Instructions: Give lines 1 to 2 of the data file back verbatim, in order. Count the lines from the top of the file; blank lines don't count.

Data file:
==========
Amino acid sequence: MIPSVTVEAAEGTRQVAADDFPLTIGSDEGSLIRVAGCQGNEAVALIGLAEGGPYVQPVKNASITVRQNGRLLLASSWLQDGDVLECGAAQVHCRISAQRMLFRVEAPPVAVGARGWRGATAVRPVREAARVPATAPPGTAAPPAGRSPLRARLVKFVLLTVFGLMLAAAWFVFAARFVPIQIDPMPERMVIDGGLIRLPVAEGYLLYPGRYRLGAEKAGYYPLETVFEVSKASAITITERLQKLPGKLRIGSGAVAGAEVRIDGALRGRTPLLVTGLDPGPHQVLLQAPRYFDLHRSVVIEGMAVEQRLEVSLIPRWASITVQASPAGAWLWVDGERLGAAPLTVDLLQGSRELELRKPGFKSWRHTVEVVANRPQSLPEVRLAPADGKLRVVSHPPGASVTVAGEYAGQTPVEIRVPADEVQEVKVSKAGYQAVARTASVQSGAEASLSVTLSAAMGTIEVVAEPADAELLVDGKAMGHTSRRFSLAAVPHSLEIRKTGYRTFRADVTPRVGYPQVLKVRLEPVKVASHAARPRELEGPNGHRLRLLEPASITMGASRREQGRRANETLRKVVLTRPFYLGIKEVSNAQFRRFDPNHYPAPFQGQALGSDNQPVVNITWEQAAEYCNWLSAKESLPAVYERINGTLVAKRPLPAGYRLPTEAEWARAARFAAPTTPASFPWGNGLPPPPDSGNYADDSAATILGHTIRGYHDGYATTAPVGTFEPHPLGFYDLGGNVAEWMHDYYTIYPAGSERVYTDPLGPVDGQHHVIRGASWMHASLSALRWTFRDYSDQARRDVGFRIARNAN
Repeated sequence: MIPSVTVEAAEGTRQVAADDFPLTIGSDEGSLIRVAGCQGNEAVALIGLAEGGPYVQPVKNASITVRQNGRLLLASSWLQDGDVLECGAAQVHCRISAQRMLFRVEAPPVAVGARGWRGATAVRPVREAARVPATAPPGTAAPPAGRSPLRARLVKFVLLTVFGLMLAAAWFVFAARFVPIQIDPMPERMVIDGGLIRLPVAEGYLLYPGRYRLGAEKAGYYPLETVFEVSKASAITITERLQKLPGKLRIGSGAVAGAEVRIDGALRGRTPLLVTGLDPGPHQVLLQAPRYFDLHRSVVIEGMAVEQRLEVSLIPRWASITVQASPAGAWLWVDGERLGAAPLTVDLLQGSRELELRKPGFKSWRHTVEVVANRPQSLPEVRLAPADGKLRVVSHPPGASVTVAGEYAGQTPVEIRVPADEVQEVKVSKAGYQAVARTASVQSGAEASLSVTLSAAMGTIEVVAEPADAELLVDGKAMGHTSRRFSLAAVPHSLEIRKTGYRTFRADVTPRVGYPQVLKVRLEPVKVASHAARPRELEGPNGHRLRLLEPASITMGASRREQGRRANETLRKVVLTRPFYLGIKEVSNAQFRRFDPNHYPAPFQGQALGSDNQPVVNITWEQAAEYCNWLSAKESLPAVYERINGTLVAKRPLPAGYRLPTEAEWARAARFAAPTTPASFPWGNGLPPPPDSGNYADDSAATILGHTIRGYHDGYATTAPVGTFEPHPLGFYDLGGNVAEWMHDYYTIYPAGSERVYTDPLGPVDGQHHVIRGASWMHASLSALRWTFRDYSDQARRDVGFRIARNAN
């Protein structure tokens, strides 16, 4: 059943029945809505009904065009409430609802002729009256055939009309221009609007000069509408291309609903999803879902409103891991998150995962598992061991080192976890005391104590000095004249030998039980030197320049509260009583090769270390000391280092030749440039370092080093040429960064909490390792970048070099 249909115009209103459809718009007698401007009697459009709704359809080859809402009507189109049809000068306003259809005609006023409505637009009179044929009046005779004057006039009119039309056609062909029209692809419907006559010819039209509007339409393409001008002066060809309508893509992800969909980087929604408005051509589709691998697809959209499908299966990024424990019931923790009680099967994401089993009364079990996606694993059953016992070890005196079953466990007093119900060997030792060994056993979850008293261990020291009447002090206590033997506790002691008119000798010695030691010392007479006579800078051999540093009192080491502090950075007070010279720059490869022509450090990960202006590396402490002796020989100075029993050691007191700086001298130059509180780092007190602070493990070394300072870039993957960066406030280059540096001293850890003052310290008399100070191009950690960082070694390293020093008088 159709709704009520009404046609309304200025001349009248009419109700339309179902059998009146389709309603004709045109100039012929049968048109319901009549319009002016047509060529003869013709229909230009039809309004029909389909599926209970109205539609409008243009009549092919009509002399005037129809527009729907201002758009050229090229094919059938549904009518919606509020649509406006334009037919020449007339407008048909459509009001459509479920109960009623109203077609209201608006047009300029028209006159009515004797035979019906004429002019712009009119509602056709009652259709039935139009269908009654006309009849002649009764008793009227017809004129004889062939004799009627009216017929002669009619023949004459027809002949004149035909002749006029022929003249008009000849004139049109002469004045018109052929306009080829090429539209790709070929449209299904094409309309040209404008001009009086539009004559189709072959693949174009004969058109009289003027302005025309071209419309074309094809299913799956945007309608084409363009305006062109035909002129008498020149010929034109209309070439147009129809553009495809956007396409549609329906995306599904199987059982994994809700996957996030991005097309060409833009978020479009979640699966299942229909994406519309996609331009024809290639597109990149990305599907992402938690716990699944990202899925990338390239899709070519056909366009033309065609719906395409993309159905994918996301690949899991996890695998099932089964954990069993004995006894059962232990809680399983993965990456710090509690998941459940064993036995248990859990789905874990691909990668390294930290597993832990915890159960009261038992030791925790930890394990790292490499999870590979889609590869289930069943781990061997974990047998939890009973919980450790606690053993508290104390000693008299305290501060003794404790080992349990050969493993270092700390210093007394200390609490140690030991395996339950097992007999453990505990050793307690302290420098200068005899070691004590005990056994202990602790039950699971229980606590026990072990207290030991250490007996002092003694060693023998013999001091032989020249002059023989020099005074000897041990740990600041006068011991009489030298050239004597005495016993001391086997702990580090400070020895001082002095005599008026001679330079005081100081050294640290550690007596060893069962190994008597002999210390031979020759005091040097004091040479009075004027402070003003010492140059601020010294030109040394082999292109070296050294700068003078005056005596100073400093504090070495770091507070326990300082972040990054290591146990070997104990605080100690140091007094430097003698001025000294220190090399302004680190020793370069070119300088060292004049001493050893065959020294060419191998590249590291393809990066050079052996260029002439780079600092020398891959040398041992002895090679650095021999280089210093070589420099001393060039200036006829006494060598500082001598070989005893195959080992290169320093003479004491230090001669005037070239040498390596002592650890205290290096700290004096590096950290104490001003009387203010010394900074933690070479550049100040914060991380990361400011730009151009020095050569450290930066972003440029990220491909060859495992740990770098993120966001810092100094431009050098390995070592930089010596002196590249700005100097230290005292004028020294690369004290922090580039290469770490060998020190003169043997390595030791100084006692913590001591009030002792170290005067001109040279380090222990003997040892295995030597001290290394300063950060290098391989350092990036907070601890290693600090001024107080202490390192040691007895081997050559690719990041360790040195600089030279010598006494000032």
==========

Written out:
Amino acid sequence: MIPSVTVEAAEGTRQVAADDFPLTIGSDEGSLIRVAGCQGNEAVALIGLAEGGPYVQPVKNASITVRQNGRLLLASSWLQDGDVLECGAAQVHCRISAQRMLFRVEAPPVAVGARGWRGATAVRPVREAARVPATAPPGTAAPPAGRSPLRARLVKFVLLTVFGLMLAAAWFVFAARFVPIQIDPMPERMVIDGGLIRLPVAEGYLLYPGRYRLGAEKAGYYPLETVFEVSKASAITITERLQKLPGKLRIGSGAVAGAEVRIDGALRGRTPLLVTGLDPGPHQVLLQAPRYFDLHRSVVIEGMAVEQRLEVSLIPRWASITVQASPAGAWLWVDGERLGAAPLTVDLLQGSRELELRKPGFKSWRHTVEVVANRPQSLPEVRLAPADGKLRVVSHPPGASVTVAGEYAGQTPVEIRVPADEVQEVKVSKAGYQAVARTASVQSGAEASLSVTLSAAMGTIEVVAEPADAELLVDGKAMGHTSRRFSLAAVPHSLEIRKTGYRTFRADVTPRVGYPQVLKVRLEPVKVASHAARPRELEGPNGHRLRLLEPASITMGASRREQGRRANETLRKVVLTRPFYLGIKEVSNAQFRRFDPNHYPAPFQGQALGSDNQPVVNITWEQAAEYCNWLSAKESLPAVYERINGTLVAKRPLPAGYRLPTEAEWARAARFAAPTTPASFPWGNGLPPPPDSGNYADDSAATILGHTIRGYHDGYATTAPVGTFEPHPLGFYDLGGNVAEWMHDYYTIYPAGSERVYTDPLGPVDGQHHVIRGASWMHASLSALRWTFRDYSDQARRDVGFRIARNAN
Repeated sequence: MIPSVTVEAAEGTRQVAADDFPLTIGSDEGSLIRVAGCQGNEAVALIGLAEGGPYVQPVKNASITVRQNGRLLLASSWLQDGDVLECGAAQVHCRISAQRMLFRVEAPPVAVGARGWRGATAVRPVREAARVPATAPPGTAAPPAGRSPLRARLVKFVLLTVFGLMLAAAWFVFAARFVPIQIDPMPERMVIDGGLIRLPVAEGYLLYPGRYRLGAEKAGYYPLETVFEVSKASAITITERLQKLPGKLRIGSGAVAGAEVRIDGALRGRTPLLVTGLDPGPHQVLLQAPRYFDLHRSVVIEGMAVEQRLEVSLIPRWASITVQASPAGAWLWVDGERLGAAPLTVDLLQGSRELELRKPGFKSWRHTVEVVANRPQSLPEVRLAPADGKLRVVSHPPGASVTVAGEYAGQTPVEIRVPADEVQEVKVSKAGYQAVARTASVQSGAEASLSVTLSAAMGTIEVVAEPADAELLVDGKAMGHTSRRFSLAAVPHSLEIRKTGYRTFRADVTPRVGYPQVLKVRLEPVKVASHAARPRELEGPNGHRLRLLEPASITMGASRREQGRRANETLRKVVLTRPFYLGIKEVSNAQFRRFDPNHYPAPFQGQALGSDNQPVVNITWEQAAEYCNWLSAKESLPAVYERINGTLVAKRPLPAGYRLPTEAEWARAARFAAPTTPASFPWGNGLPPPPDSGNYADDSAATILGHTIRGYHDGYATTAPVGTFEPHPLGFYDLGGNVAEWMHDYYTIYPAGSERVYTDPLGPVDGQHHVIRGASWMHASLSALRWTFRDYSDQARRDVGFRIARNAN